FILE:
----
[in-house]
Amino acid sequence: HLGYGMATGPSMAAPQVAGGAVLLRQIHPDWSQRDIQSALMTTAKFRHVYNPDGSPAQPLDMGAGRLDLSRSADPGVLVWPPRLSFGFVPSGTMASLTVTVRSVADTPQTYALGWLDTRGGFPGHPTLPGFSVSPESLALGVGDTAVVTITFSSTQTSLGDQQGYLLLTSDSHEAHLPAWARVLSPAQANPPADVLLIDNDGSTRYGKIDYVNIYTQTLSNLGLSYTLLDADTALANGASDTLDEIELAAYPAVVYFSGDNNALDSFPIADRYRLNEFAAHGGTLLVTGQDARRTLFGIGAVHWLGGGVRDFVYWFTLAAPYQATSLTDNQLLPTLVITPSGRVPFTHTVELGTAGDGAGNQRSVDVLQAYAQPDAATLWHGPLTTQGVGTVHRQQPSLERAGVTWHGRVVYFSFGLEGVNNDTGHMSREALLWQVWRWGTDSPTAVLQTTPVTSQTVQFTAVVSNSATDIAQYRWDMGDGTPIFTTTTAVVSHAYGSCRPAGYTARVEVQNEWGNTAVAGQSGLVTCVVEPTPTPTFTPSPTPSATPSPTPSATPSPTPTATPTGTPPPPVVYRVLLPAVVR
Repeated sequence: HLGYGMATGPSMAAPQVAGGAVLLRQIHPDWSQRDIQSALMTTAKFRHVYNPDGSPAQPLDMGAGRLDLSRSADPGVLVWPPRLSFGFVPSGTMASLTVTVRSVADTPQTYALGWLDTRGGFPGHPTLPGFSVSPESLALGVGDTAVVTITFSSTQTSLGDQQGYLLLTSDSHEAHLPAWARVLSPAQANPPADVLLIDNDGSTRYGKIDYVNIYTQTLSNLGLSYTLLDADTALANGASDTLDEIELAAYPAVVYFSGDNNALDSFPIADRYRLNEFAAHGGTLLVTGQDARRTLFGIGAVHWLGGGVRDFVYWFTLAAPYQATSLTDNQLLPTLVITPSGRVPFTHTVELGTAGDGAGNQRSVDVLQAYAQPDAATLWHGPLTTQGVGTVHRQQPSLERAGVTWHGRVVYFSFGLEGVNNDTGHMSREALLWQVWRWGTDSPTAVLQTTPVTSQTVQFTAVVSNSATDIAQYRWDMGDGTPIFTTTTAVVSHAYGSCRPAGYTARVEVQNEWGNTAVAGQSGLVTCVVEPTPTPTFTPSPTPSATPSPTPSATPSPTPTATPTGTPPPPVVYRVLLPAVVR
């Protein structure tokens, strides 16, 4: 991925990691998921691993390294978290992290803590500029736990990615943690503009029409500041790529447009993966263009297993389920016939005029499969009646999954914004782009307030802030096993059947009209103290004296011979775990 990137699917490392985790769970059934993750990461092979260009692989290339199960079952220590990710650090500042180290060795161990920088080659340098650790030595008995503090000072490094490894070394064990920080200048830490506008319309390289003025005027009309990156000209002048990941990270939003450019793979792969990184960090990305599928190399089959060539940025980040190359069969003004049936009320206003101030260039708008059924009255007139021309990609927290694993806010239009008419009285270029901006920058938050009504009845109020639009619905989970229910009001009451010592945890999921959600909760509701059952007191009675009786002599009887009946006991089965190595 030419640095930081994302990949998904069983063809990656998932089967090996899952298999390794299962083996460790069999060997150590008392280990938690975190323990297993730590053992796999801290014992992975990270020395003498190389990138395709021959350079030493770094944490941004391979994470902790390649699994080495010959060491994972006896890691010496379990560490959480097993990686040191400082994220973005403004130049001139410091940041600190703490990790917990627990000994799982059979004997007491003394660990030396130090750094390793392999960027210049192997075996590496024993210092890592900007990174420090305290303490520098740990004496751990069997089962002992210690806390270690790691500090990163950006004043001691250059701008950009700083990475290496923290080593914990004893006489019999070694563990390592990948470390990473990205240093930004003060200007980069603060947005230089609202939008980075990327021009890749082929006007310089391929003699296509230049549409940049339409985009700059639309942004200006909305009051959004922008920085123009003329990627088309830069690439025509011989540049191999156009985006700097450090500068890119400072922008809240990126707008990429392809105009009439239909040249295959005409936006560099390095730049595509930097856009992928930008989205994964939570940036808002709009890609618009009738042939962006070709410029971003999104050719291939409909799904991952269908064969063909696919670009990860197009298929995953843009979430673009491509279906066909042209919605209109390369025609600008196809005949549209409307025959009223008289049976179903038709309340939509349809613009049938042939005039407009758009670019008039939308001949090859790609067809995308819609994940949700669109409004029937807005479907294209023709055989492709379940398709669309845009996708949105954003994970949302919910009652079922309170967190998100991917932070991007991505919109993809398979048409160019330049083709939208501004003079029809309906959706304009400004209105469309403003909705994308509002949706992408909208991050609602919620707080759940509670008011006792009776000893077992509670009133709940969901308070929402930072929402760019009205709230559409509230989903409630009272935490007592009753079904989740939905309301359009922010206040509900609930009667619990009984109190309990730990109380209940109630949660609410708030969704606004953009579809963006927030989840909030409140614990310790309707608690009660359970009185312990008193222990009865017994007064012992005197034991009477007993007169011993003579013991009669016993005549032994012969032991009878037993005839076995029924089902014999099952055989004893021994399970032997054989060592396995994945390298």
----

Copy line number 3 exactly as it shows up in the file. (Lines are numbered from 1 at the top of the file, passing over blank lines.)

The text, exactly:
Repeated sequence: HLGYGMATGPSMAAPQVAGGAVLLRQIHPDWSQRDIQSALMTTAKFRHVYNPDGSPAQPLDMGAGRLDLSRSADPGVLVWPPRLSFGFVPSGTMASLTVTVRSVADTPQTYALGWLDTRGGFPGHPTLPGFSVSPESLALGVGDTAVVTITFSSTQTSLGDQQGYLLLTSDSHEAHLPAWARVLSPAQANPPADVLLIDNDGSTRYGKIDYVNIYTQTLSNLGLSYTLLDADTALANGASDTLDEIELAAYPAVVYFSGDNNALDSFPIADRYRLNEFAAHGGTLLVTGQDARRTLFGIGAVHWLGGGVRDFVYWFTLAAPYQATSLTDNQLLPTLVITPSGRVPFTHTVELGTAGDGAGNQRSVDVLQAYAQPDAATLWHGPLTTQGVGTVHRQQPSLERAGVTWHGRVVYFSFGLEGVNNDTGHMSREALLWQVWRWGTDSPTAVLQTTPVTSQTVQFTAVVSNSATDIAQYRWDMGDGTPIFTTTTAVVSHAYGSCRPAGYTARVEVQNEWGNTAVAGQSGLVTCVVEPTPTPTFTPSPTPSATPSPTPSATPSPTPTATPTGTPPPPVVYRVLLPAVVR